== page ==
Squawking with a Swan

One day in 2011, Todd Pilgrim was returning from a hike when he saw something grey and silverish by the road.

As he went closer, he discovered that it was a young tundra swan. It had a drooping wing and couldn’t fly away.

That’s how real-life tale behind Pilgrim’s children’s book, Angie, the Tundra Swan, began. He rescued the young swan and named her Angie, because her wings looked like the wings of an angel.

He brought her to a vet in Whitehorse, who bandaged Angie’s wing and told him it would take two weeks until she could fly again.

Pilgrim then took the bird to his home to nurse her back to health. “The most challenging thing in living with Angie was her loud calls,” Pilgrim says in an e-mail interview. “It was deafening, but I got used to it. She would call out to me when she was bored.” After a while, Pilgrim would start imitating the swan’s calls. As he describes in the book, he got down on his knees, to be at Angie’s eye level, then squawked with her, like two swans having a conversation “I was not sure what’s being said in swan language,” he says, “but we had lots of fun.”

Another challenge was the mess on the floor. “The poo was mostly liquid,” Pilgrim says, “so I laid newspapers all over the floor, and it wasn’t much of a problem.”

Beside the loud swan calls and the poop, Pilgrim and his new roommate became friends. When he went to bed, Angie followed him to the bedroom. Pilgrim laid a pillow on the fl oor, so she could sleep beside him.

Angie also spent a lot of time in his goldfish pond where she swam.

Pilgrim wrote that he became curious about tundra swans and did some research. He found out that they mate for life, and wait almost one year before breeding.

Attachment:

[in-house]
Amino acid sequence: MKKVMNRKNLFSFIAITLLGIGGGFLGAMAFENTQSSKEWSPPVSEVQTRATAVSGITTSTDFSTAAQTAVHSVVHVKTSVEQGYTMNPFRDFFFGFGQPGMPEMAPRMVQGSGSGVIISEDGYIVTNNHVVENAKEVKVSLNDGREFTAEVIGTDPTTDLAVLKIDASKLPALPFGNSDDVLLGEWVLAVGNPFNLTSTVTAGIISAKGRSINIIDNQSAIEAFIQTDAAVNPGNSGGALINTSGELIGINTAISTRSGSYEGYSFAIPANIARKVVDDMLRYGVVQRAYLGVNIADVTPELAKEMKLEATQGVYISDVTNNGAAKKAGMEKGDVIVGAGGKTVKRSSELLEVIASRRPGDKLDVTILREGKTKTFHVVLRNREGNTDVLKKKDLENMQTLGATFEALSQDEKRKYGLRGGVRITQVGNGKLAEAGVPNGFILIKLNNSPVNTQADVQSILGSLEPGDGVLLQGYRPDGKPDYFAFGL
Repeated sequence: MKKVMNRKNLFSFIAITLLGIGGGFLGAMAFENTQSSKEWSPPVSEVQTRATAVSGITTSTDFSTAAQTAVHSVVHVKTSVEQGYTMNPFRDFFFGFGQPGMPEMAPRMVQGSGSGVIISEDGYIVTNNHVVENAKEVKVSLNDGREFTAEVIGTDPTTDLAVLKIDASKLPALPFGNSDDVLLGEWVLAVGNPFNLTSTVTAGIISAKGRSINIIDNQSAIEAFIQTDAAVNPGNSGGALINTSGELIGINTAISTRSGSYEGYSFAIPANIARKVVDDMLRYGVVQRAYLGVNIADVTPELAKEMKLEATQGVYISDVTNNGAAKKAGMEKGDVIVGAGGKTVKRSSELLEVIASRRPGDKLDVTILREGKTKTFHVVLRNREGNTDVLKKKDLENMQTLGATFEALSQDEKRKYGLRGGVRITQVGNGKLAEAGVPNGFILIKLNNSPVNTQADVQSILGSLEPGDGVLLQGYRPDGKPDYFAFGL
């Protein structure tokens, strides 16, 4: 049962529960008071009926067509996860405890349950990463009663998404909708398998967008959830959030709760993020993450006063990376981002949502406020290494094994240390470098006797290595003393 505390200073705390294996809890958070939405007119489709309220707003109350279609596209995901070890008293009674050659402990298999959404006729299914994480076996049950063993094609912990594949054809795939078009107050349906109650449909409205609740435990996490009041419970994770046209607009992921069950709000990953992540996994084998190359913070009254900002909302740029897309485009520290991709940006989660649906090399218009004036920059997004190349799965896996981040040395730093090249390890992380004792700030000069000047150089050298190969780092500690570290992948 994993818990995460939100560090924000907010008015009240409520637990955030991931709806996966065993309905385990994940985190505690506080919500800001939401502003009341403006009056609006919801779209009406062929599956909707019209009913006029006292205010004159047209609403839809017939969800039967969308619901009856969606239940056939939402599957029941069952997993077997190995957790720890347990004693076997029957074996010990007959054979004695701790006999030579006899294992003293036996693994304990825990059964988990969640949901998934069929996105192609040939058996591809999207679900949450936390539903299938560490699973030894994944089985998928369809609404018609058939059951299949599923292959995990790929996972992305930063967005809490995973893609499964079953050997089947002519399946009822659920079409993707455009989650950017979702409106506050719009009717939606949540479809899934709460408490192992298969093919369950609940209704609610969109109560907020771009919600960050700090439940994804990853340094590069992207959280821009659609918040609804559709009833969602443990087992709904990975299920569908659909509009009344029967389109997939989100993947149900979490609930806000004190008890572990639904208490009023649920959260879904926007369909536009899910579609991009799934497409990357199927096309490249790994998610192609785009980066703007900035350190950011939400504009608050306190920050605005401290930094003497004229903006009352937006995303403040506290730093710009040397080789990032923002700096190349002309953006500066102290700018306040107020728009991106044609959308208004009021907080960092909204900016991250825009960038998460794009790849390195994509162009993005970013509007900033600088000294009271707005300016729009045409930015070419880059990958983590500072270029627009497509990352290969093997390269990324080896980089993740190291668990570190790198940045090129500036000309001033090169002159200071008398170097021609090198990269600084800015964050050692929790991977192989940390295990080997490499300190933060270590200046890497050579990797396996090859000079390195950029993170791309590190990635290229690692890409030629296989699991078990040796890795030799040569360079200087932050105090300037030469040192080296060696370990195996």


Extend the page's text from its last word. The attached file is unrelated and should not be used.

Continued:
He discovered that female swans incubate three to five eggs for 32 days. After reading these facts, he had second thoughts about keeping Angie as a pet. If he kept her, she would miss out on finding a mate and having children.

Angie recovered and began flapping her wings fully. As she looked through the living room window and saw other birds flying, she would make soft calls to Pilgrim. “I thought Angie was telling me that she was ready to go to her natural habitat,” he explains.

So he picked her up and took her for a short drive. “It was very hard to set Angie free. I reported her to an offi cer of the Canadian Wildlife Service. He informed me to release her at the McIntyre Marsh, near Fish Lake Road.”

After the two had developed such a strong connection, it was also difficult for Angie to leave.

Pilgrim writes in the book that Angie kept calling out to him until he left her and drove away. He was sad to let her go, but it was the right thing to do, he wrote.

After they had parted company, Pilgrim was going through the photographs he had taken of Angie. “I thought this would make a great children’s story,” he says. “I used the photos I took and made up the story according to the photos. This only took me about a few hours. “I then made a few copies and gave them to some of my friends’ kids around Whitehorse as Christmas gifts. I got some great feedback and they all told me that I should get this published.”

It took time to find the right illustrator for his project, but Pilgrim eventually recruited fellow-Yukoner Juliann Fraser to do the colourful drawings that help tell Angie’s story.

Angie, the Tundra Swan is Pilgrim’s first published book, but, “I have a lot more stories on the sleeve,” he says.

The book is self-published with assistance from Friesen Press and will come out shortly. It will be available at Mac’s Fireweed Bookstore, Angelina’s Toy Boutique and Cole’s Bookstore for $18.98.

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